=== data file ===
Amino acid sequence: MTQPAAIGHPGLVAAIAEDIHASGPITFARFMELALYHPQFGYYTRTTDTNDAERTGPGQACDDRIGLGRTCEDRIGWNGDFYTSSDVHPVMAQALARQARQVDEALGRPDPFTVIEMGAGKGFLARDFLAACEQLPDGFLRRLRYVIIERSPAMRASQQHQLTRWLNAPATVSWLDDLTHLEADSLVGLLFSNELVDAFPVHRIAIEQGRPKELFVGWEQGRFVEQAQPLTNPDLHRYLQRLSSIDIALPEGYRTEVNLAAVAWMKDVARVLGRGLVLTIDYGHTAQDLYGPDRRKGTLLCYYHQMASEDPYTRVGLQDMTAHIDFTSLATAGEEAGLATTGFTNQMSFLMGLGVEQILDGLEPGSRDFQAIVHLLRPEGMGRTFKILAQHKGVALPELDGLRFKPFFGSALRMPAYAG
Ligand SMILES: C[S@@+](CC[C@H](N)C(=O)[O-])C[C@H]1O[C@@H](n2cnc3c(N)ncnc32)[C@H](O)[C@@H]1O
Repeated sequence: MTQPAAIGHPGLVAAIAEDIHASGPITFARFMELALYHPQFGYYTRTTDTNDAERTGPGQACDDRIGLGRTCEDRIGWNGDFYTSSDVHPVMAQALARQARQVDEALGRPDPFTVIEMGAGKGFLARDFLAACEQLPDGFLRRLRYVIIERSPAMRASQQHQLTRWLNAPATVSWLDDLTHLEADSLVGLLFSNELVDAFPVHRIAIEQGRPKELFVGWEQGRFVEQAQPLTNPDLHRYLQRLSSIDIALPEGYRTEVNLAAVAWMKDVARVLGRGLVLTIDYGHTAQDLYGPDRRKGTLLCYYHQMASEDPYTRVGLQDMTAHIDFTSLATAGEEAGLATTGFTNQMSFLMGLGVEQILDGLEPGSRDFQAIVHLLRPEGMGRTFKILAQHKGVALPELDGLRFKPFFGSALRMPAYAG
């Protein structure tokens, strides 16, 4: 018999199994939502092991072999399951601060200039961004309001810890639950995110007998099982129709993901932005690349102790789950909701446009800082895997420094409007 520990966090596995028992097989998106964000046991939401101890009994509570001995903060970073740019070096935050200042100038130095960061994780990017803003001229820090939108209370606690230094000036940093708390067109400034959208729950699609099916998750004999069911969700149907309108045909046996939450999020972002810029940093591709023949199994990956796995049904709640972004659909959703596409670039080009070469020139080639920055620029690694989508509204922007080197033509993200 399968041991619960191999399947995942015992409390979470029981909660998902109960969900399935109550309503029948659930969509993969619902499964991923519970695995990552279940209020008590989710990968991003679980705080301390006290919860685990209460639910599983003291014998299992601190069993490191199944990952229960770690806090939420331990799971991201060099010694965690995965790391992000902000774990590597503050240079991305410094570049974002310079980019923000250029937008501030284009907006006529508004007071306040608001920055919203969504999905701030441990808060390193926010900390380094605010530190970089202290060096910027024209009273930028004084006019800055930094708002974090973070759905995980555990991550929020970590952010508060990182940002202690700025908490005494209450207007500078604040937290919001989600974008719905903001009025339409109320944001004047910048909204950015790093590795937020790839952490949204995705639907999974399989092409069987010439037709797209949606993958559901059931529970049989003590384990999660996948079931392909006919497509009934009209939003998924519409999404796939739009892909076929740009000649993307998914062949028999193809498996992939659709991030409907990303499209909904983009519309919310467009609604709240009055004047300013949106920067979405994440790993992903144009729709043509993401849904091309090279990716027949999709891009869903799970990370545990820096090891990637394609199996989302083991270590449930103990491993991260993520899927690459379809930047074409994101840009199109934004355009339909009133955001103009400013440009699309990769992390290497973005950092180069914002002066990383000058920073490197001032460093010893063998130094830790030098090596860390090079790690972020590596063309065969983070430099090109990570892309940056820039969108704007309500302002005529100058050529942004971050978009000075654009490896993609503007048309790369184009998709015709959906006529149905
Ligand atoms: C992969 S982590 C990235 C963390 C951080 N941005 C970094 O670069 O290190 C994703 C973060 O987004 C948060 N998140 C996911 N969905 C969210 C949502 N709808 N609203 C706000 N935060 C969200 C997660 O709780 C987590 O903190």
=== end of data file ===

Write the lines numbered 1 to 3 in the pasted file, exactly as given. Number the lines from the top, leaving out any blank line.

Amino acid sequence: MTQPAAIGHPGLVAAIAEDIHASGPITFARFMELALYHPQFGYYTRTTDTNDAERTGPGQACDDRIGLGRTCEDRIGWNGDFYTSSDVHPVMAQALARQARQVDEALGRPDPFTVIEMGAGKGFLARDFLAACEQLPDGFLRRLRYVIIERSPAMRASQQHQLTRWLNAPATVSWLDDLTHLEADSLVGLLFSNELVDAFPVHRIAIEQGRPKELFVGWEQGRFVEQAQPLTNPDLHRYLQRLSSIDIALPEGYRTEVNLAAVAWMKDVARVLGRGLVLTIDYGHTAQDLYGPDRRKGTLLCYYHQMASEDPYTRVGLQDMTAHIDFTSLATAGEEAGLATTGFTNQMSFLMGLGVEQILDGLEPGSRDFQAIVHLLRPEGMGRTFKILAQHKGVALPELDGLRFKPFFGSALRMPAYAG
Ligand SMILES: C[S@@+](CC[C@H](N)C(=O)[O-])C[C@H]1O[C@@H](n2cnc3c(N)ncnc32)[C@H](O)[C@@H]1O
Repeated sequence: MTQPAAIGHPGLVAAIAEDIHASGPITFARFMELALYHPQFGYYTRTTDTNDAERTGPGQACDDRIGLGRTCEDRIGWNGDFYTSSDVHPVMAQALARQARQVDEALGRPDPFTVIEMGAGKGFLARDFLAACEQLPDGFLRRLRYVIIERSPAMRASQQHQLTRWLNAPATVSWLDDLTHLEADSLVGLLFSNELVDAFPVHRIAIEQGRPKELFVGWEQGRFVEQAQPLTNPDLHRYLQRLSSIDIALPEGYRTEVNLAAVAWMKDVARVLGRGLVLTIDYGHTAQDLYGPDRRKGTLLCYYHQMASEDPYTRVGLQDMTAHIDFTSLATAGEEAGLATTGFTNQMSFLMGLGVEQILDGLEPGSRDFQAIVHLLRPEGMGRTFKILAQHKGVALPELDGLRFKPFFGSALRMPAYAG